How to Get a “Writ of Execution”
If the judgment debtor has not paid the judgment debt when it is due, or made arrangements to pay it over time, California law gives you, the judgment creditor, the right to ask the court to give you a “Writ of Execution.”
A “Writ of Execution” is a court order giving the sheriff (or other “levying officer”) the power to seize the judgment debtor’s property in order to pay his or her judgment debt.
- The Writ tells the court what property you want to be collected. You have to describe the property. (The sheriff may seize property such as cash, or may seize an item to sell.)
- Some or all of the cash and property may be exempt. To learn more, click here.
- The clerk may only issue a Writ to you if 30 days have passed since the court mailed the Notice of Entry of Judgment (Form SC-130) to you and the judgment debtor.
You, the judgment creditor, will need a Writ of Execution in order to:
To get a Writ of Execution
Step 1. Ask a court clerk to issue a Writ of Execution (Form EJ-130) for you.
Step 2. Make at least 3 copies of the Writ that has the court stamp on it. Keep one set for your own file.
Step 3. Hire a Registered Process Server (RPS).
NOTE 1: You may not give the Sheriff’s Office (or other levying agency) the collection documents directly; you must hire a Registered Process Server (RPS) -- unless you qualify for a fee waiver.
NOTE 2: The cost of a Registered Process Server (RPS) will vary from county to county. To find out about costs in your area, look in the yellow pages of your telephone book under "Process Servers," look on the Internet, or contact your local Bar Association for referrals. Then, call several Process Servers in your area and ask them about their costs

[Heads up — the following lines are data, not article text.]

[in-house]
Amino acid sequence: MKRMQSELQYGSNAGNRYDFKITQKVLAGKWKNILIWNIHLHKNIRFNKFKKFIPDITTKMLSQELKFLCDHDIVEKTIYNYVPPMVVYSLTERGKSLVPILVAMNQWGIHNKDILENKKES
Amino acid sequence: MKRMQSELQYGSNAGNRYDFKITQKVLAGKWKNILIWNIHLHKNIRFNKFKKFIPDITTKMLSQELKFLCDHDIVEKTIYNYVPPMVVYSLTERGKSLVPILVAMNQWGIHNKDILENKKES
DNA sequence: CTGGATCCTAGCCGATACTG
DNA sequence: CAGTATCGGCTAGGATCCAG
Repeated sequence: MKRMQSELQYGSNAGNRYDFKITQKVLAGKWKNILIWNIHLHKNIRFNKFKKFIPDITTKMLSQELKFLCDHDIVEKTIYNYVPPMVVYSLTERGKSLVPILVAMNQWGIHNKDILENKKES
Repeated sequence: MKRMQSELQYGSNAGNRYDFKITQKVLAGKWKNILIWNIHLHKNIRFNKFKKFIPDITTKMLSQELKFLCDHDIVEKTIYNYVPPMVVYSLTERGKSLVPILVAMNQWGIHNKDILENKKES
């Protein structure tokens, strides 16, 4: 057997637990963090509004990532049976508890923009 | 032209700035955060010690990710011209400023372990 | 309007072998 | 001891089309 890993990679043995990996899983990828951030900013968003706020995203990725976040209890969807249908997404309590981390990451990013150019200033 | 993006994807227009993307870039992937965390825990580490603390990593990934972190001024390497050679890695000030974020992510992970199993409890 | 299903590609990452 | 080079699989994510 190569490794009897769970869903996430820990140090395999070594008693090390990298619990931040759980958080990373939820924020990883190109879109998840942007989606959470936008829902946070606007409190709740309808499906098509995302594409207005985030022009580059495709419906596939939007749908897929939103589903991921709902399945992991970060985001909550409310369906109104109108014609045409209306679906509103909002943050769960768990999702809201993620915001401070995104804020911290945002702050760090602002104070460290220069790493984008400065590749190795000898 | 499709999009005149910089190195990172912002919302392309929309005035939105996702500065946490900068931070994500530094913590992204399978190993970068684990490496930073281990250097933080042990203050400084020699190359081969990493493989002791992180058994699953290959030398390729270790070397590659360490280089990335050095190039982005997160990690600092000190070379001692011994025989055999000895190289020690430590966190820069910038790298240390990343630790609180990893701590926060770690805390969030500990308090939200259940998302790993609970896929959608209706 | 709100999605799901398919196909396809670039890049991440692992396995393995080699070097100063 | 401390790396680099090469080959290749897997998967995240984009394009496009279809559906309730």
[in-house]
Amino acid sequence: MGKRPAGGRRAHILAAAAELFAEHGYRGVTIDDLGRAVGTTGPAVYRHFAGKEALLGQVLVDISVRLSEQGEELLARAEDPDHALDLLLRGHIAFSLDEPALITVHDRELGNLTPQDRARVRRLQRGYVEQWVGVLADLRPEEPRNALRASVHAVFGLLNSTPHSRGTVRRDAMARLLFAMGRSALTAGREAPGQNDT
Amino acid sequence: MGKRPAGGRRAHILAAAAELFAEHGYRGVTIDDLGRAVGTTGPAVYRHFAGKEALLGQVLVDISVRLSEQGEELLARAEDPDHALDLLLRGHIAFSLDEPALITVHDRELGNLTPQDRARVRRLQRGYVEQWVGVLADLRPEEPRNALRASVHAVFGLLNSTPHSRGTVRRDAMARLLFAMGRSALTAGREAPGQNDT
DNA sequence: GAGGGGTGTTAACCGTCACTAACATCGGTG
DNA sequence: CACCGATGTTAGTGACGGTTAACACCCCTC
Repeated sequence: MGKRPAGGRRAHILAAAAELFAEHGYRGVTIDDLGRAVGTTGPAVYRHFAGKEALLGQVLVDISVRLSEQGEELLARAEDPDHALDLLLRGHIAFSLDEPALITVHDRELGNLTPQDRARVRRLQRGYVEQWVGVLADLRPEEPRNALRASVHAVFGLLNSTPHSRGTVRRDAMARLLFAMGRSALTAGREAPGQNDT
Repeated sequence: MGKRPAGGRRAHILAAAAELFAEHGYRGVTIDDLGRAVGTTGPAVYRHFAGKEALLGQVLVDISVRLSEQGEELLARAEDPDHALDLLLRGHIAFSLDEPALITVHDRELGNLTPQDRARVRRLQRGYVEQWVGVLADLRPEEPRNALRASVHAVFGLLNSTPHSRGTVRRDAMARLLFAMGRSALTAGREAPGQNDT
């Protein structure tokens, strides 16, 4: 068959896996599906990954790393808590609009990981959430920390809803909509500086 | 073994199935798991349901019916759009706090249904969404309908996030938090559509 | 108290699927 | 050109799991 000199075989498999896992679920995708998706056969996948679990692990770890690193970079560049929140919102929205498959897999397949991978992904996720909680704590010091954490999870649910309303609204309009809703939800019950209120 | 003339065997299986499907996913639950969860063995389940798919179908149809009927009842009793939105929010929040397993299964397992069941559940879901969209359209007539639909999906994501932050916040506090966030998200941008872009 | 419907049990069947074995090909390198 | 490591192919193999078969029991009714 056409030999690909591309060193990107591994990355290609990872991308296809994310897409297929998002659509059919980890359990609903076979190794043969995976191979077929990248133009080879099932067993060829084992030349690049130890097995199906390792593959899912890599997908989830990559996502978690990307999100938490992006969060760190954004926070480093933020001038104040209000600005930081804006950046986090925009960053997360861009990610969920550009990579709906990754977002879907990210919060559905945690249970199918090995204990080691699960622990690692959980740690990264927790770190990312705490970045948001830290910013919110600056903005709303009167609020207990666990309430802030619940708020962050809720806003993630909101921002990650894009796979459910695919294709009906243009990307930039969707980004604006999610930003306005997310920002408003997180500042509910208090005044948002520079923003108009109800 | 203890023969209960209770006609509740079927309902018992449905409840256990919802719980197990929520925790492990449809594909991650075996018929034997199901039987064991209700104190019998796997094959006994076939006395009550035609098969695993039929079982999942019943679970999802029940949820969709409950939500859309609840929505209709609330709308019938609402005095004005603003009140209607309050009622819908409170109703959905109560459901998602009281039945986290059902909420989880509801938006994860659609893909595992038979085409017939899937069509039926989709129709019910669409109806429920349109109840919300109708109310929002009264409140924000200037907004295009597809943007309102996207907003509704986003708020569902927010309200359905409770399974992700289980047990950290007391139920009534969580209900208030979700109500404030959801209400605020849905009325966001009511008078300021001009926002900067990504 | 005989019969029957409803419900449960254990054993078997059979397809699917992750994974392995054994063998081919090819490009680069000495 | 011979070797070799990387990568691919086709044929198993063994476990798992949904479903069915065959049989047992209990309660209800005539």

Step 4. Give the Registered Process Server:
- 2 sets of the Writ, and several other documents.
- A check to cover the fee that the levying agency in your county will charge. (You will need to contact the appropriate levying agency to find out the amount of money it requires.)
NOTE : The Sheriff’s Office’s (or other levying agency’s) fees may be expensive if property is being sold. You may spend more on the fees than the property is worth - especially if an exemption applies.
The Registered Process Server will then open a file with the Sheriff’s Office (or whatever other levying agency is appropriate in your county).
- This file will include the Writ of Execution, but there may be other forms needed as well. Contact the levying agency ahead of time to find out what that office requires.
Generally, the court will only issue 1 Writ to you every 180 days. However, the clerk may issue another Writ if the last Writ is:
- recalled by you,
- returned by the Sheriff (or other levying officer), or
- only partly paid by the debtor.
For more information about steps to obtain a Writ of Execution, click here
<BACK TO COLLECTING YOUR JUDGMENT LIST>
Did this information help you? Tell us what you think.